CHICAGO — So much of where elite basketball recruits decide to play their college careers these days has to do with who's already there.
Who's coming in, who's leaving for the NBA, and what it means for immediate playing time have become major factors in the biggest recruitments.
So little of that mattered to Isaiah Briscoe.
Briscoe — the only University of Kentucky signee at this week's McDonald's All-American Game — is considered the No. 1 point guard in the class of 2015. Unlike most of the top-10 recruits in this class, he decided to go ahead and sign back in November, despite the always-changing nature of UK's roster.
The reason is simple.
"It's not about who's going, who's staying," Briscoe told the Herald-Leader. "It's about me. It's about Isaiah Briscoe. I feel as though my competitive edge will get me over the hump. If I have to go there and compete, that's what I love to do. So that's to my advantage. I don't want anything given to me. I want to take everything."
UK's next point guard is as confident as they come, both on the court and off.
Briscoe the player has gone from a chubby shooter to the nation's best point guard. His New Jersey high school career started at St. Benedict's, where he teamed up with highly touted point guard Tyler Ennis.
Ennis played one season at Syracuse before being selected in last year's NBA Draft.
"He showed me so much with the game," Briscoe said. "But it was more than just playing basketball. To be a point guard, you have to have a great IQ. You have to be a great leader on and off the court. Just always lead by example."
Briscoe also knew that if he wanted to accomplish his basketball goals, he had to work hard away from the court.
He transferred to Roselle Catholic before his junior season, and his game evolved.
Briscoe honed his skills as a playmaker and a leader. He also transformed his body though a routine that included 6 a.m. workouts before school, yoga and cycling sessions in New York City, and rounds in the boxing ring back home in Jersey.
"I just went to the extreme with everything," Briscoe said. "I've just been working non-stop."
Briscoe is now ranked as the No. 13 overall prospect in the class by 247Sports, and he's done nothing so far this week to jeopardize his spot near the top of that list.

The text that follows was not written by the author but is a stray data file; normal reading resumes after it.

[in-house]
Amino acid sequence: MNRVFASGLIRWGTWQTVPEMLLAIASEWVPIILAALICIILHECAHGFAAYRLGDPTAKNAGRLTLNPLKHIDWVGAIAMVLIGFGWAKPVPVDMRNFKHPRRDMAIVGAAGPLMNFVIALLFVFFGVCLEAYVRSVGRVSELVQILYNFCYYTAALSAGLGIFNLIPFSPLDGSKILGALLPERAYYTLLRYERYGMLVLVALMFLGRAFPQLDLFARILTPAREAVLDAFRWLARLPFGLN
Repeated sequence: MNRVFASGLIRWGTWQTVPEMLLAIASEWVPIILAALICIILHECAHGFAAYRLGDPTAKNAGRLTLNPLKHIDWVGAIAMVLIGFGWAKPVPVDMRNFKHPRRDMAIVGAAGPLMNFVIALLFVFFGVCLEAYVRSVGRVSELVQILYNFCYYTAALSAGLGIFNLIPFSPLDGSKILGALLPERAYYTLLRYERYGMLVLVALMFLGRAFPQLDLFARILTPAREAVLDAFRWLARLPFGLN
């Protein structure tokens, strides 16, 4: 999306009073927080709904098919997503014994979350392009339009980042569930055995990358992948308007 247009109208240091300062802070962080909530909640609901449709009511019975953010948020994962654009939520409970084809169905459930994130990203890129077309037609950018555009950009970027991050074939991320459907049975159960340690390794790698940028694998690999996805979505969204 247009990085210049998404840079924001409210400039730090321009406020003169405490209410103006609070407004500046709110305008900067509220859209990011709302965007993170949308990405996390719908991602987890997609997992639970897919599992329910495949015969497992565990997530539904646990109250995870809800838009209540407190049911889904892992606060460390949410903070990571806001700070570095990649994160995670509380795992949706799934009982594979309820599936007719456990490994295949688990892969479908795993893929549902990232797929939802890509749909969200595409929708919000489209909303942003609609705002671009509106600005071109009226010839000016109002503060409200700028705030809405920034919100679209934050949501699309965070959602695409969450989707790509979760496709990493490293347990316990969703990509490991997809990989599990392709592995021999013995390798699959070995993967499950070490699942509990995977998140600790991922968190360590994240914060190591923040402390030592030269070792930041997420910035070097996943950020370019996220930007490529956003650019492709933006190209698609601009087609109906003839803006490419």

247Sports national recruiting analyst Jerry Meyer described him as a "locomotive" in Monday morning's practice session.
"He played really well," Meyer said. "He looks good, physically. I thought he looked explosive. He's strong, he's got quickness, he's got savvy, he's crafty. He's great through contact."
He's entertaining off the court too.
Briscoe has spent his down time this week clowning around with peers like Malik Newman and Jaylen Brown. The UK signee is often the center of attention.
"He's the funniest guy at this event, definitely," Brown said. "He definitely has a different personality. He's a great kid."
Brown smiled at the thought of Briscoe's "funny voice," which comes in a smooth, slightly high-pitched delivery shaped by a Jersey accent.
"Every time something comes out of his mouth, I just start laughing," he said.
Opponents hear that voice plenty.
Briscoe was voted the "biggest trash talker" in the country in a USA Today poll of the nation's top recruits following last summer's AAU circuit, which ended with him leading his Nike-affiliated club to the Peach Jam title.
"I talk trash," he acknowledged Tuesday. "I back it up. We won Peach Jam, so there's not much you can say. That's just the way I was brought up: Never second guess yourself. I never short-change myself. If I can see it, if I can believe it, then I can do it."
Brown — considered by some to be the nation's No. 1 player — has been on the other end of Briscoe's barbs several times. He said he laughs it off, but to others it can be overwhelming.
"He doesn't let anybody breathe," Brown said. "Even if he's not playing well, he's going to talk trash. That's just who he is, where he's from. That's his culture.
"And don't let him have a good day. ... If he's having a good day, and he's got things rolling and he's trash-talking, then you're not having a good day. He's not going to stop."
Briscoe said there's nothing malicious to his approach. "I'm just excited about the game of basketball."
He's also excited to see who joins him in Lexington.
Tyler Ulis will almost certainly be back. Briscoe said the freshman is "like a big brother," crediting Ulis for making him feel welcome at UK despite playing the same position.
Another indication of Briscoe's competitive edge: He's actively recruiting Newman — the nation's top-ranked guard — to come with him, even though Newman has said he'd like to run the point in college.
Ulis, Briscoe and Newman would make for a pretty great list of playmakers.
No matter who he plays alongside next season, Briscoe has another list in mind: the one Coach John Calipari uses on the recruiting trail.
"I want to be the next one," Briscoe said. "So now, next year, when he goes to recruit the next great guard, he says, 'John Wall, Eric Bledsoe, Derrick Rose, Isaiah Briscoe.'
"Whenever they say Coach Cal has great point guards, I just want them to always think about Isaiah Briscoe."